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EWA Alumni: Stewart Dick

EWA Alumni: Stewart Dick

Stewart Dick works as a Team Leader in the Visitor Centre at Tomatin Distillery. He attended our Diploma in Single Malt Whisky in November 2019. We caught up with him to find out more…

What attracted you to the EWA Diploma?

I was looking for a course to enhance my knowledge of Scotch whisky and something that would accredit that knowledge. Like several of the folk on my course, I looked at the various other courses that are on the market but what really attracted me to the Diploma in Single Malt Whisky was the SQA certification and the depth that it appeared to go into.

What aspects of the Diploma did you find most enjoyable?

I’m not sure there’s one thing that I found most enjoyable, although Vic’s insights, knowledge and anecdotes certainly come close.

How did the Diploma prepare you for your current role?

I started working at Tomatin as a Tour Guide in May 2019 and immediately knew I’d found the right job! The visitor centre can be extremely busy, we currently have three levels of tour and also provide tours for a couple of tour companies who visit us regularly. My favourite tour to deliver is without a doubt our Single Cask Experience. It’s two and a half hours long and tends to be the one the whisky nerds go for. So, I get to spend that time nerding out with them over every stage in the production process before sharing the whisky with them.

I think one of the most satisfying things about the course was reaching the stage where I now feel I have knowledge to talk far more confidently about whisky making and its history. My current role has a supervisory element to it, so the Diploma also gives me more confidence to discuss production and history with members of the Visitor Centre team.

What advice would you give someone looking to get into the whisky industry?

Persevere! I’ve taken a pretty circuitous route to get to the Whisky industry, straight out of university I was Licensee of a small hotel in Moray. I then moved into training as a Powerboat instructor and then into Retail. My last job before getting into the industry was as a Postmaster. So, to say my work history is varied is an understatement. Truth be told, I think the reason for all those career changes was that I never really figured out what I wanted to do. I’d always had a passion for working with the public and shortly before starting at Tomatin I spent some time working behind the bar at a local boutique hotel, it was that that really cemented my desire to work in the industry.

In my experience, whisky industry jobs are hugely oversubscribed (which is hardly surprising, it’s a great industry) so it’s as much about clicking with the interviewer as it is about your CV. In general, most people in the industry tend to start at the bottom and work their way up, so I’d recommend trying to find something that’s industry adjacent if you can’t find a job in the industry. Working behind a bar or in a whisky shop is a great way to start. I’ve spoken to a few people who got their start that way. It gives you a chance to build a strong knowledge foundation and gain confidence in talking to folk about whisky.

Although, it’s important to be aware of who you’re speaking to. When I first met our Brand Ambassador, Scott, I was bar tending at a wedding he was attending. While talking to him, I well and truly put my foot in it and was convinced I’d blown my chances at Tomatin. It turned out I hadn’t, I received an email a couple of days later asking me to come in for a chat.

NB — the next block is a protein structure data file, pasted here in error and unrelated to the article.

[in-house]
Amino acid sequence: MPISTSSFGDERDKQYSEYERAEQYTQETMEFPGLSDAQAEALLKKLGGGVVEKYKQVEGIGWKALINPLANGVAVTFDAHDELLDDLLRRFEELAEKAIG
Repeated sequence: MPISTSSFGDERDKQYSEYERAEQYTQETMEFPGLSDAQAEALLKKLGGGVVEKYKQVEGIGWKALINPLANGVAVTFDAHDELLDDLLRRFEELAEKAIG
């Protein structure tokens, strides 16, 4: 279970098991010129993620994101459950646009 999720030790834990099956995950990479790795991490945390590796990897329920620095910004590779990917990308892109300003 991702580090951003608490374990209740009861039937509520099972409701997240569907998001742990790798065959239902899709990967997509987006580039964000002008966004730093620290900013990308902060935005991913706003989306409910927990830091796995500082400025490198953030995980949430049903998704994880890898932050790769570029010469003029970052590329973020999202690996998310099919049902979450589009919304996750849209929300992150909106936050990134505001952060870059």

Whisky wisdom: quick fire questions

First whisky you ever tasted?
Probably Whyte and Mackay as it was the whisky we kept in the house for my uncle when he stopped by.

Best whisky you have ever tasted?
I don’t believe there is a best or even a favourite for that matter. There are so many factors that influence how someone enjoys a whisky. Over the years the answer has changed as my tastes and experience has changed. Right now, I’d be hard pressed to pick between Balblair 15 and Glendronach 15 Revival. I also have a bottle of Glen Scotia that was finished in Guyanan Rum casks which is a great dram.

Who is your ‘whisky hero’?
Billy Walker, both from a whisky and business standpoint. Producing incredible drams and creating a cult following for the businesses he built is something I find incredibly impressive. I had tickets for his Blending Experience during this year’s Spirit of Speyside, so I was gutted when the event was cancelled.

Who would you most like to conduct a whisky tasting for, dead or alive?
I’d much prefer to conduct it alive, but I’d probably go for Barack Obama and Samuel L Jackson. I think the two of them would have incredible stories and would definitely be good craic, especially together. I’d love to hear Obama do a Samuel L Jackson impression!

Favourite distillery to visit?
I’m pretty sure I’m contractually obligated to say Tomatin. I visited Macallan not long after they opened the new distillery. I know it splits opinions but I thoroughly enjoyed the visit and always recommend it.

Ultimate bottling for your collection?
I recently picked up a bottle of Glenallachie 12 year old PX finish which is absolutely superb. It’s firmly in the top tier of my collection, only to be drunk when I’m really in the mood and not just when I fancy a dram after work.

Favourite non-whisky drink?
I’ve always been a bit of a rum drinker and a cocktail drinker, Havana Club and Coke with a good squeeze of lime. Or, for something more exotic, a Zombie or Pina Colada.

Favourite whisky and food pairing?
Something peated with sticky toffee pudding. Glendronach Peated or the Glen Scotia I mentioned above work exceptionally well.

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